In addition, the results also provide insight into the appropriate timing for usability evaluation. Against our expectations, the usability score decreased slightly over time. We interpreted this as reflecting a natural change based on long-term use and not indicative of a usability problem. Reports of user interviews indicate that usability for any device or service reaches its highest point immediately after the start of use, then gradually declines as the freshness of the device or service wears off and slowly tends toward disposal [40]. Therefore, in our study, the usability score in the second trimester was the highest; the gradual decrease in the score did not result from a usability problem but reflected natural changes, such as the fading of freshness. This consideration is supported by the fact that most of the usability issues were identified in the initial interviews. Quantitative usability is typically evaluated across the cross-sectional study period. However, it is noteworthy that assessment performed over a long period of time after the start of use may reflect the effect of a loss of freshness to the app and may not lead to an appropriate usability evaluation.

The qualitative evaluation identified several user interface issues related to input. For example, some pregnant women had difficulty entering the expected delivery date, which was displayed in the interface as a calendar, or entering the working time by using the slider input. Therefore, in apps that require input, combining different input methods may not be recommended because it confuses the user. Nevertheless, illustrations and a screen that displayed the level of importance by color led to positive comments from pregnant women. This result is consistent with suggestions in previous studies that the use of illustrations and icons to convey information enhances usability [41].


This study had some limitations. First, there may have been a bias in social desirability in interviews and questionnaire responses. The study’s objectives were explained to the participants, who then participated in interviews. These participants might have, therefore, struggled to provide negative responses at this stage. Second, interviews, surveys, and rewards may have been a reminder and motivation to use the app. Because responding to all surveys was a condition for receiving rewards, some pregnant women may have used the app to complete this survey. In the future, examining the degree of demand for this app in the natural course of events will be necessary. Third, recruitment was limited; consequently, the study participants may not be representative of all working pregnant women in Japan. In Japan, of women aged 25-34 years, 26.7% work in professional occupations, and 66.7% are full-time employees [42]. In comparison, this study included a large percentage of participants who worked in professional occupations or were full-time employees, and the participants constituted a group that was in line with the need for an app that reduced their physical burdens. This may have resulted in an overestimation of values when comparing our results with those of a general population. Finally, verifying the successful implementation of job adjustments and the effectiveness of these adjustments is a future task. Despite these limitations, this study was verified longitudinally with a sample size sufficient for feasibility and usability studies [43,44].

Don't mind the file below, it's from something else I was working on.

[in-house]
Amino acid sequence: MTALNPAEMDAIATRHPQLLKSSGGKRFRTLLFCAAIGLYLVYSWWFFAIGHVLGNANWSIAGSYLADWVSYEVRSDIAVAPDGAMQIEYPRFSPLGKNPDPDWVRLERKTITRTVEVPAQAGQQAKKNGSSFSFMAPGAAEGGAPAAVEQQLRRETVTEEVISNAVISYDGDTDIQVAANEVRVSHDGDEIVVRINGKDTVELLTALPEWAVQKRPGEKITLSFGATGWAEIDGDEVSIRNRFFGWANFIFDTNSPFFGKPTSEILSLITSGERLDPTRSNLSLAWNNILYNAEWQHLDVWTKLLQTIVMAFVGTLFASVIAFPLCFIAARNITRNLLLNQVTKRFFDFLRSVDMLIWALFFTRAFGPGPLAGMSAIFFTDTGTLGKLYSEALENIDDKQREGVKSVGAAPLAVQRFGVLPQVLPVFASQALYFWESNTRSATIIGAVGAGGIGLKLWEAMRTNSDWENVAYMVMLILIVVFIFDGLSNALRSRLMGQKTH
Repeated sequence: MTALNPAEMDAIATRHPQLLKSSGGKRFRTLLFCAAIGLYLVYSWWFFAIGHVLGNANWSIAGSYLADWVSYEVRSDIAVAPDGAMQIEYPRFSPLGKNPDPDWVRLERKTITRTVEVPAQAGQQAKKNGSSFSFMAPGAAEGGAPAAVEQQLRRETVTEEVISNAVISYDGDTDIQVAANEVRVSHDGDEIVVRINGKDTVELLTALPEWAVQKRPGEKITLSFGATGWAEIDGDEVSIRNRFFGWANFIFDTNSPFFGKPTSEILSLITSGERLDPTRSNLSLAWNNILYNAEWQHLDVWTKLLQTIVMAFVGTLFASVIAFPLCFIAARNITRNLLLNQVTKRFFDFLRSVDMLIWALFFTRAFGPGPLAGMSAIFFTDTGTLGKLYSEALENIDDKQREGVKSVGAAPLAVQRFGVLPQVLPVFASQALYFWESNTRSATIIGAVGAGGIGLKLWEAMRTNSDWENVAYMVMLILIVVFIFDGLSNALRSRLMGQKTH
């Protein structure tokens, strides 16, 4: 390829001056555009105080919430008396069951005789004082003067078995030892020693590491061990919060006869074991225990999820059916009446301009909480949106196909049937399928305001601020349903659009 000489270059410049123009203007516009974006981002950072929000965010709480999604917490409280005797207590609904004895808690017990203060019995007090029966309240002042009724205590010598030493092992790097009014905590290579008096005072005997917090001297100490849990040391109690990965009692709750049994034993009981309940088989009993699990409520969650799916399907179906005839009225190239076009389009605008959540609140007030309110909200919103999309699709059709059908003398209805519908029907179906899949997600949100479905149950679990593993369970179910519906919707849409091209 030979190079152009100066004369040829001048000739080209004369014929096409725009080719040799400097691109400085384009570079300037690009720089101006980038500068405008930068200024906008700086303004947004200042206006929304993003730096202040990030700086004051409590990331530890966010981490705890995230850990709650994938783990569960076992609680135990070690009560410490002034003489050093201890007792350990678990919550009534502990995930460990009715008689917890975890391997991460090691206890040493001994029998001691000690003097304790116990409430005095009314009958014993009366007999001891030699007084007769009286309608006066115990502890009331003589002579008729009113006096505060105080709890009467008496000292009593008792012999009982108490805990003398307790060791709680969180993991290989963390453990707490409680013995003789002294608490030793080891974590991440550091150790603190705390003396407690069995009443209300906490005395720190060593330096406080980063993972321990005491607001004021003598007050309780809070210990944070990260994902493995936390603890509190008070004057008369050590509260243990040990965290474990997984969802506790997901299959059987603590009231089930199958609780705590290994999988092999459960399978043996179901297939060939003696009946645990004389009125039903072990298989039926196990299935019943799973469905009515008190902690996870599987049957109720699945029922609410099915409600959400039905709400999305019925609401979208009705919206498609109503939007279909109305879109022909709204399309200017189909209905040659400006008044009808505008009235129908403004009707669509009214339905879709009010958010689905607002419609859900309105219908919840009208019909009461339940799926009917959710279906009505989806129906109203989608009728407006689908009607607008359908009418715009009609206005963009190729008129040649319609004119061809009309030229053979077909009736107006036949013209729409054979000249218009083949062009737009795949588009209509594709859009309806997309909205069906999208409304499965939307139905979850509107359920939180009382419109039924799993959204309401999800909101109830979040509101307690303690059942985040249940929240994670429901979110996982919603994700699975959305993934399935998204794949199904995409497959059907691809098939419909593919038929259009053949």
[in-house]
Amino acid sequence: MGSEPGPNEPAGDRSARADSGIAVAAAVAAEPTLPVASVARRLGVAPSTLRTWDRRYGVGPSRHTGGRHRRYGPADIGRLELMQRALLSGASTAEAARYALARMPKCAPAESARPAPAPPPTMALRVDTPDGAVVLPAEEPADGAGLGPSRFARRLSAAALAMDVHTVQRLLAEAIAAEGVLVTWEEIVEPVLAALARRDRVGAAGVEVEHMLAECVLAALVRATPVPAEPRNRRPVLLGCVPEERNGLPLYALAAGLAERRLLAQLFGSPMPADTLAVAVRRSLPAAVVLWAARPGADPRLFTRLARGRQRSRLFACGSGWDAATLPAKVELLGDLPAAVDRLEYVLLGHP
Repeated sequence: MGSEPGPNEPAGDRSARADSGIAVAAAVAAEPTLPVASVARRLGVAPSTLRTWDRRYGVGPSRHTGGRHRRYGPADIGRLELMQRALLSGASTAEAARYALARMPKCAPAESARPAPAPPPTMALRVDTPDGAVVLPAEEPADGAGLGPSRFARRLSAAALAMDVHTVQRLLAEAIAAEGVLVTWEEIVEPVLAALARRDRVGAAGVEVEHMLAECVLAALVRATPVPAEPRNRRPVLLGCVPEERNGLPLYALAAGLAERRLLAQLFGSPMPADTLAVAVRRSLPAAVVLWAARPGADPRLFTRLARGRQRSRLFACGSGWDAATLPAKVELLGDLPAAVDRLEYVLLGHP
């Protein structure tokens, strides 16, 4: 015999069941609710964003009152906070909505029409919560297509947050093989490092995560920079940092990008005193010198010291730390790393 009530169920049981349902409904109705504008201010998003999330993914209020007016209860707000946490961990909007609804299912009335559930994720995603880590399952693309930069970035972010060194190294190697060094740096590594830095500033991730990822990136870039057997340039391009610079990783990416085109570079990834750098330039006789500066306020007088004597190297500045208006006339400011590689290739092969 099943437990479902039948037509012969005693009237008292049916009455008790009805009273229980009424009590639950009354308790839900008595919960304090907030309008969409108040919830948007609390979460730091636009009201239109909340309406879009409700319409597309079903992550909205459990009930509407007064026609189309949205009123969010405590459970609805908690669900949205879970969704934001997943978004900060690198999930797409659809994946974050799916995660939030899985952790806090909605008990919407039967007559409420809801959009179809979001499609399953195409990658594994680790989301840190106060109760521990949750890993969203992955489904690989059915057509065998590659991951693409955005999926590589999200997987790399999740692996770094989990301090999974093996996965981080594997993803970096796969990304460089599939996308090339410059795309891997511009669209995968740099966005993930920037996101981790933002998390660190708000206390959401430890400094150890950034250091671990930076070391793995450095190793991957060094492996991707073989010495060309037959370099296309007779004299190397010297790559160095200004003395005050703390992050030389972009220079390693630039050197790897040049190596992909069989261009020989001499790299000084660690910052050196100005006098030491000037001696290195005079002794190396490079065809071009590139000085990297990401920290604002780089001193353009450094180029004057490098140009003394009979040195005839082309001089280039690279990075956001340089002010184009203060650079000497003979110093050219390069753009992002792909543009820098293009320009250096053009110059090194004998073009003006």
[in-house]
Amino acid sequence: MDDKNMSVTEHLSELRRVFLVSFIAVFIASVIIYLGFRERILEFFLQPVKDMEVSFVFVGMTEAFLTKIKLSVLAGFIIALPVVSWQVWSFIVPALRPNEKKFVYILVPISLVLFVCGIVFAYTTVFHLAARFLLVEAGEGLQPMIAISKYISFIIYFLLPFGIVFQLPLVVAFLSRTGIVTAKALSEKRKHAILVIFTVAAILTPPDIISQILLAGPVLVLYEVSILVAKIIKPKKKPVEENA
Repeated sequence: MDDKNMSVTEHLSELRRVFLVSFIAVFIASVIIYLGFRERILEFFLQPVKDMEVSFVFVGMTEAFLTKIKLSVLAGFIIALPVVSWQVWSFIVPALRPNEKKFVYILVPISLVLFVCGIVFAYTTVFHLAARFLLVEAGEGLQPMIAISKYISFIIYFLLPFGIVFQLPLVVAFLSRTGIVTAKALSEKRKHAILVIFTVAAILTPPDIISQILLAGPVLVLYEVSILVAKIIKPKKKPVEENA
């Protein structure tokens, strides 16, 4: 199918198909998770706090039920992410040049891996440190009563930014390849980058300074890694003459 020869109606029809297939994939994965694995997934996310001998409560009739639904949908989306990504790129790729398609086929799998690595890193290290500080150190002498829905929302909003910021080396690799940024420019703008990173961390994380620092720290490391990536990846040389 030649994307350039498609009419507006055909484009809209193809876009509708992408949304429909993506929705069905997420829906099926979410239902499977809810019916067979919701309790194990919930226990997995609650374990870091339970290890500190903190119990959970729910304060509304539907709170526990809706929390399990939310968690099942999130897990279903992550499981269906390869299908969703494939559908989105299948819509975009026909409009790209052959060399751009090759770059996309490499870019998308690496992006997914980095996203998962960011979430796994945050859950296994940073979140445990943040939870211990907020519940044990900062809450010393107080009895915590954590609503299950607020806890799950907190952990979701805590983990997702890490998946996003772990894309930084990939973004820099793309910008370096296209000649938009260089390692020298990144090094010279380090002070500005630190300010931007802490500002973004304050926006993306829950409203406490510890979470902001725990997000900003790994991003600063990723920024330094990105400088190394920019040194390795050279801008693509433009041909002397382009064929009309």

This study verified the feasibility and usability of the job adjustment app. Our findings revealed that the dropout rate, acceptability, and degree of usability were similar to those in previous studies. Our job adjustment app demonstrated a certain degree of feasibility and usability. However, multipara women had significantly longer intervals between use than primipara women. In future studies, it is necessary to verify the more acceptable intervals and time of use based on the characteristics of pregnant women.


This work was supported by a grant-in-aid of the Yamaji Fumiko Nursing Research Fund and by Japan Society for the Promotion of Science Kakenhi Grants JP22J11576 and 22KJ0245. The funders had no role in the study design, data collection and analysis, decision to publish, or preparation of the paper. The authors would like to thank the study participants and the hospital for their cooperation.

Authors' Contributions

AW and YN contributed to the conception, study design, acquisition, and interpretation of the data, analysis, and critical revision of the paper. MK, YT, and MY contributed to the study design and interpretation of the data and critically revised the paper. TY contributed to the conception and revision of the paper. All authors read and approved the final paper.

Conflicts of Interest

None declared.

Multimedia Appendix 1

Measurements and hypotheses.

DOCX File , 18 KB

Multimedia Appendix 2

Flow of study participants.

PNG File , 59 KB

Multimedia Appendix 3

Evaluations of acceptability.

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Multimedia Appendix 4

Quantitative and qualitative evaluation of usability.

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mHealth: mobile health
SUS: System Usability Scale

Edited by A Mavragani; submitted 03.07.23; peer-reviewed by P Rasche, J Schindler-Ruwisch, F Di Nocera, T Deutsch; comments to author 12.08.23; revised version received 13.10.23; accepted 16.10.23; published 14.11.23.


©Aya Wada, Yasuka Nakamura, Maiko Kawajiri, Yoko Takeishi, Mikako Yoshida, Toyoko Yoshizawa. Originally published in JMIR Formative Research (, 14.11.2023.